"This plaque stands approximately at the halfway point of the Trans-Canada Highway, which runs from St. John's Newfoundland to Victoria British Columbia. The highway's construction, in conjunction with the provinces, was authorized by the federal parliament in 1949. The official opening for through traffic of this 4860 mile route, of which about 1453 miles are within Ontario, took plance of September 3, 1962. However, with the completion of a section of Highway 11 between Longlac and Hearst in 1944, it had been possible previously to cross Ontario from Quebec to Manitoba. The opening of the Trans-Canada Highway provided a shorter first-class route drawing together widely separated regions of Ontario."
Road Construction is a constant in the life of northwoods communities. (Where I live, we have a saying that there are only two seasons in the year, Winter and Road Construction.)
When I drove the Lake Superior Circle Routes, it seemed as if every hundred miles that traffic would be reduced to one lane because of bridge repairs or major resurfacing work. The delay was never more than a few minutes.
The Trans-Canada highway passes through Wawa, and a monument commemorating its construction is located at the tourist information center, right in the shadow of the big goose:
This Monument was dedicated to commemorate the opening the last link of the Lake Superior section of the Trans-Canada highway on 17th September 1960 by The Honourable Leslie M. Frost, Q.C., L.L.D., D.C.L., Prime Minister of Ontario; The Honourable F. M. Cass, Q.C., Minister of Highways; C. Harry Lyons M.L.A.; and William Quarrell, Reeve of the township of Michipicoten.
Most people who come to Wawa travel via the Trans-Canada Highway, a Federal-Provincial Highway System (not a single roadway), that connects all 10 of Canada's Provinces. Stretching from Victoria, British Columbia to St. Johns, New foundland, it is 4,860 miles long, or 8,030 km counting the ferry crossings. The longest stretch of the Trans-Canada is said to be the longest highway in the world. The halfway point, and the last stretch to be completed, is between Sault Ste. Marie and Wawa.
Although it had been possible to cross Canada by road since 1944, there was need of a better highway, a shorter first-class route, to draw together the widely seperate regions of Canada. The project was authorized by the federal Parliament, in conjunction with the provinces, in 1949, and officially opened for through traffic on Sept. 3, 1962.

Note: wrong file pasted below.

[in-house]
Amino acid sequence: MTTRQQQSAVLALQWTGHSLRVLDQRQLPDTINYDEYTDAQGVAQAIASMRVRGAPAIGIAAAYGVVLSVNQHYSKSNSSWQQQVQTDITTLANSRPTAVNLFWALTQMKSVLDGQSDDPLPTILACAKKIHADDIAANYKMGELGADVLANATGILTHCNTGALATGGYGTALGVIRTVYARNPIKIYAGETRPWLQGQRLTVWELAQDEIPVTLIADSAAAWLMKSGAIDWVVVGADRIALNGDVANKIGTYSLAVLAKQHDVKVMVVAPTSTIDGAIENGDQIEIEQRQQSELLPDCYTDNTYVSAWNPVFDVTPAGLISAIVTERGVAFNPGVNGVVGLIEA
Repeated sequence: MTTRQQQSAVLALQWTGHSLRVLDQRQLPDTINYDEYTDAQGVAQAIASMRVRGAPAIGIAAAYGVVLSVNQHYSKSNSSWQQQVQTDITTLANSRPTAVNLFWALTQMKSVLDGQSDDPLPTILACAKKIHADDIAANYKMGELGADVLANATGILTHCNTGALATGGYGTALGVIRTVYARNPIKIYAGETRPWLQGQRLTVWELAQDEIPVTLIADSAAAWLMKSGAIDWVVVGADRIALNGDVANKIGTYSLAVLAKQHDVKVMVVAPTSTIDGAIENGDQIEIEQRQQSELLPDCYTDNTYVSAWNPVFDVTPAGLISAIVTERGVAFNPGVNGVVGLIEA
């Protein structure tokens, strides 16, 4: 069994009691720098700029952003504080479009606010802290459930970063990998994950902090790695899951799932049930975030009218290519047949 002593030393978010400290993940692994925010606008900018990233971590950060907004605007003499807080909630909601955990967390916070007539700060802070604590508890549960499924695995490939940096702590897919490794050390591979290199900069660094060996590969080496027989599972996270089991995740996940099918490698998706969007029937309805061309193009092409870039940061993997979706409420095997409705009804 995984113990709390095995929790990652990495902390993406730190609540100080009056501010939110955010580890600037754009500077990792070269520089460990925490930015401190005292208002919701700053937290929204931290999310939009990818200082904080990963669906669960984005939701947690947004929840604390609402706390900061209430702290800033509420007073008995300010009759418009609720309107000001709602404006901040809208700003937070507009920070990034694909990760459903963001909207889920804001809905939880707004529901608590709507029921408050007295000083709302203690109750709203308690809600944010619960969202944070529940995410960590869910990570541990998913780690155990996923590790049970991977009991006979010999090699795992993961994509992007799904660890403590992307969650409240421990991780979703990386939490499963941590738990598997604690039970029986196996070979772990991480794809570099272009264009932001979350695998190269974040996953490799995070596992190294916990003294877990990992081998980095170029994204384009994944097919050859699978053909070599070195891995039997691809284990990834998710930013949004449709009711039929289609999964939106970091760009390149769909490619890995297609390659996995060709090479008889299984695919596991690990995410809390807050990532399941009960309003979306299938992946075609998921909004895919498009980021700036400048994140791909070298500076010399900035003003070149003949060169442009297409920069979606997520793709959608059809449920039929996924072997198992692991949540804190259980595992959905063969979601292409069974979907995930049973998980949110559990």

There is an old joke; "How did Wawa get it's name? Because of all of the hitchhikers crying in the forest."
Wawa is the black hole of hitchhikers.
Wawa is on the north shore of Lake Superior. Wawa has an airport, downtown center and all of the modern conveniences. However, Wawa is relatively remote from other communities and a little ways off of the highway too.
Wawa is about half way between Thunder Bay and Sault Ste Marie. And Wawa is on a very lonely stretch of the Trans-Canada highway. For a driver or a hitchhiker driving across Canada Wawa is a place to get out of quick.
Most hitchhikers have some sort of Wawa horror story; being stuck for hours, days, even longer - in the elements- waiting for a lift out of Northern Ontario.
There is a tale of a hitchhiker; he could not hitch out of Wawa so he went to the local bar. The histchiker spent all of his money before he could not get a lift out. So he started a tab at the bar. But he still got no lift.
In desperation, he got a job at that bar to pay off his tab. He started dating the bar owners daughter. He married her. His father in law died. Now he inherited the bar anbd half thye town; He is the hitchhiker who never did escape.
When passing through the forests and bush of Northern Ontario, please thing twice whenb you see a poor hitchhiker at the side of the road; Help him out of Wawa.
Wawa Lake is a convenient spot to fly into town - if you have a bi-plane! (I wonder if there are any landing fees?)